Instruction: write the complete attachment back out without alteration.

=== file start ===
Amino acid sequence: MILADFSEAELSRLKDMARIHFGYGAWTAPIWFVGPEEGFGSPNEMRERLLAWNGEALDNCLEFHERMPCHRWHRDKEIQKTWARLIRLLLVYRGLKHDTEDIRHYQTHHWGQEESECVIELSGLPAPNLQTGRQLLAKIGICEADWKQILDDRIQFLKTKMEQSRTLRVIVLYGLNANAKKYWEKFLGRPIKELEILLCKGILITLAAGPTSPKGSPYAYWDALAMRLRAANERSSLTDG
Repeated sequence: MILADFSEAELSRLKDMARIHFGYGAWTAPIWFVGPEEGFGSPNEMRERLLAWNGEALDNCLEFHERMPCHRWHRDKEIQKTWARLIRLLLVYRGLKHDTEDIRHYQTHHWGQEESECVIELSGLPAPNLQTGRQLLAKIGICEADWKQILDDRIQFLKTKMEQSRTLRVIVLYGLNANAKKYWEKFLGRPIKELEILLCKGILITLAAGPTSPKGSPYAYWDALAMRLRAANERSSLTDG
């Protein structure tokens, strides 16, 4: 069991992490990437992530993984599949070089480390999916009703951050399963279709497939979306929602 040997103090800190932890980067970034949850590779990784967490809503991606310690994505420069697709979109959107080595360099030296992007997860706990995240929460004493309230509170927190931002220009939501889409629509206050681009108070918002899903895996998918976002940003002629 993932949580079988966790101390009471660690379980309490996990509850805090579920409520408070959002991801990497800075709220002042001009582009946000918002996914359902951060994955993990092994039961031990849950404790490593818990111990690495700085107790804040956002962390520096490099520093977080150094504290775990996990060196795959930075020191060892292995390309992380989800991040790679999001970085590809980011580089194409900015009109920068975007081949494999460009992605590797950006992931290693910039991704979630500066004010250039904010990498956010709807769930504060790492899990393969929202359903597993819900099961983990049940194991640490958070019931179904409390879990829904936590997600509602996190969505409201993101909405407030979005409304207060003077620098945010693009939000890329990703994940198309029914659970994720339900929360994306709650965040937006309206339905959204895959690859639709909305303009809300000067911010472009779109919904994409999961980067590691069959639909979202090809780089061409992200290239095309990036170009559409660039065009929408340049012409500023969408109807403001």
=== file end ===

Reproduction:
Amino acid sequence: MILADFSEAELSRLKDMARIHFGYGAWTAPIWFVGPEEGFGSPNEMRERLLAWNGEALDNCLEFHERMPCHRWHRDKEIQKTWARLIRLLLVYRGLKHDTEDIRHYQTHHWGQEESECVIELSGLPAPNLQTGRQLLAKIGICEADWKQILDDRIQFLKTKMEQSRTLRVIVLYGLNANAKKYWEKFLGRPIKELEILLCKGILITLAAGPTSPKGSPYAYWDALAMRLRAANERSSLTDG
Repeated sequence: MILADFSEAELSRLKDMARIHFGYGAWTAPIWFVGPEEGFGSPNEMRERLLAWNGEALDNCLEFHERMPCHRWHRDKEIQKTWARLIRLLLVYRGLKHDTEDIRHYQTHHWGQEESECVIELSGLPAPNLQTGRQLLAKIGICEADWKQILDDRIQFLKTKMEQSRTLRVIVLYGLNANAKKYWEKFLGRPIKELEILLCKGILITLAAGPTSPKGSPYAYWDALAMRLRAANERSSLTDG
């Protein structure tokens, strides 16, 4: 069991992490990437992530993984599949070089480390999916009703951050399963279709497939979306929602 040997103090800190932890980067970034949850590779990784967490809503991606310690994505420069697709979109959107080595360099030296992007997860706990995240929460004493309230509170927190931002220009939501889409629509206050681009108070918002899903895996998918976002940003002629 993932949580079988966790101390009471660690379980309490996990509850805090579920409520408070959002991801990497800075709220002042001009582009946000918002996914359902951060994955993990092994039961031990849950404790490593818990111990690495700085107790804040956002962390520096490099520093977080150094504290775990996990060196795959930075020191060892292995390309992380989800991040790679999001970085590809980011580089194409900015009109920068975007081949494999460009992605590797950006992931290693910039991704979630500066004010250039904010990498956010709807769930504060790492899990393969929202359903597993819900099961983990049940194991640490958070019931179904409390879990829904936590997600509602996190969505409201993101909405407030979005409304207060003077620098945010693009939000890329990703994940198309029914659970994720339900929360994306709650965040937006309206339905959204895959690859639709909305303009809300000067911010472009779109919904994409999961980067590691069959639909979202090809780089061409992200290239095309990036170009559409660039065009929408340049012409500023969408109807403001």